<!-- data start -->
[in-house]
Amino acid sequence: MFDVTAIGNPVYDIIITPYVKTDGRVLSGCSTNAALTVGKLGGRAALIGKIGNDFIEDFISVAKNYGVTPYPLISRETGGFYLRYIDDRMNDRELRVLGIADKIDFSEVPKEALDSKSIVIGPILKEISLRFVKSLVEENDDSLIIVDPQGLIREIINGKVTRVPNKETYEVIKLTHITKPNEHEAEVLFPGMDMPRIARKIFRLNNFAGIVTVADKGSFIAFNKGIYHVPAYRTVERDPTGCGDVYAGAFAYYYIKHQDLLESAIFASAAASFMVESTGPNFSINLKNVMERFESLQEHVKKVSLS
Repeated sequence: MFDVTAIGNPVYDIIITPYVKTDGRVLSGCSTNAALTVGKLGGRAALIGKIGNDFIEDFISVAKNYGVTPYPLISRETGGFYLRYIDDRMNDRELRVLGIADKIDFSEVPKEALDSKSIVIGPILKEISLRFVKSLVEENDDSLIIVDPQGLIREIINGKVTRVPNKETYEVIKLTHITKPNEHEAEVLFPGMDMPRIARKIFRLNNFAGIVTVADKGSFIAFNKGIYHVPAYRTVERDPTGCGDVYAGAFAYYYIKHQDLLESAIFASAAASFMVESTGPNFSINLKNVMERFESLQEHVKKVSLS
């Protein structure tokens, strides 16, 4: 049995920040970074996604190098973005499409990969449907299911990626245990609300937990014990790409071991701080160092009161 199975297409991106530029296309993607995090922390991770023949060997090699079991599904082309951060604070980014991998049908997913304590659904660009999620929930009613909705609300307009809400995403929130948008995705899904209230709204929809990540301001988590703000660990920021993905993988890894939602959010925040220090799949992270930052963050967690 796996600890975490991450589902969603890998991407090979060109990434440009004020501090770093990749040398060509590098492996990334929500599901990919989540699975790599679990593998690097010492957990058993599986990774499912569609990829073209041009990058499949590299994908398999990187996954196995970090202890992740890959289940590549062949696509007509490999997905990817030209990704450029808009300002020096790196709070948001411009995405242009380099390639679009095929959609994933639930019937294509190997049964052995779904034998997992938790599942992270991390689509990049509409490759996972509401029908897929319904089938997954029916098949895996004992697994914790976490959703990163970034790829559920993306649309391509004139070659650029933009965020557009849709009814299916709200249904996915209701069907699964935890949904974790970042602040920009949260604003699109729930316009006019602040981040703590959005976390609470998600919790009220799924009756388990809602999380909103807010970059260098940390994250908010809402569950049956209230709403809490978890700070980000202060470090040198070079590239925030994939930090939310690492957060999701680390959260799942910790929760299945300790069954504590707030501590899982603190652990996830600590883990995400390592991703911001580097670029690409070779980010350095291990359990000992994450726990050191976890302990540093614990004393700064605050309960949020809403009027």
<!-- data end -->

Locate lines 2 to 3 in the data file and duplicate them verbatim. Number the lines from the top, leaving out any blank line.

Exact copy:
Amino acid sequence: MFDVTAIGNPVYDIIITPYVKTDGRVLSGCSTNAALTVGKLGGRAALIGKIGNDFIEDFISVAKNYGVTPYPLISRETGGFYLRYIDDRMNDRELRVLGIADKIDFSEVPKEALDSKSIVIGPILKEISLRFVKSLVEENDDSLIIVDPQGLIREIINGKVTRVPNKETYEVIKLTHITKPNEHEAEVLFPGMDMPRIARKIFRLNNFAGIVTVADKGSFIAFNKGIYHVPAYRTVERDPTGCGDVYAGAFAYYYIKHQDLLESAIFASAAASFMVESTGPNFSINLKNVMERFESLQEHVKKVSLS
Repeated sequence: MFDVTAIGNPVYDIIITPYVKTDGRVLSGCSTNAALTVGKLGGRAALIGKIGNDFIEDFISVAKNYGVTPYPLISRETGGFYLRYIDDRMNDRELRVLGIADKIDFSEVPKEALDSKSIVIGPILKEISLRFVKSLVEENDDSLIIVDPQGLIREIINGKVTRVPNKETYEVIKLTHITKPNEHEAEVLFPGMDMPRIARKIFRLNNFAGIVTVADKGSFIAFNKGIYHVPAYRTVERDPTGCGDVYAGAFAYYYIKHQDLLESAIFASAAASFMVESTGPNFSINLKNVMERFESLQEHVKKVSLS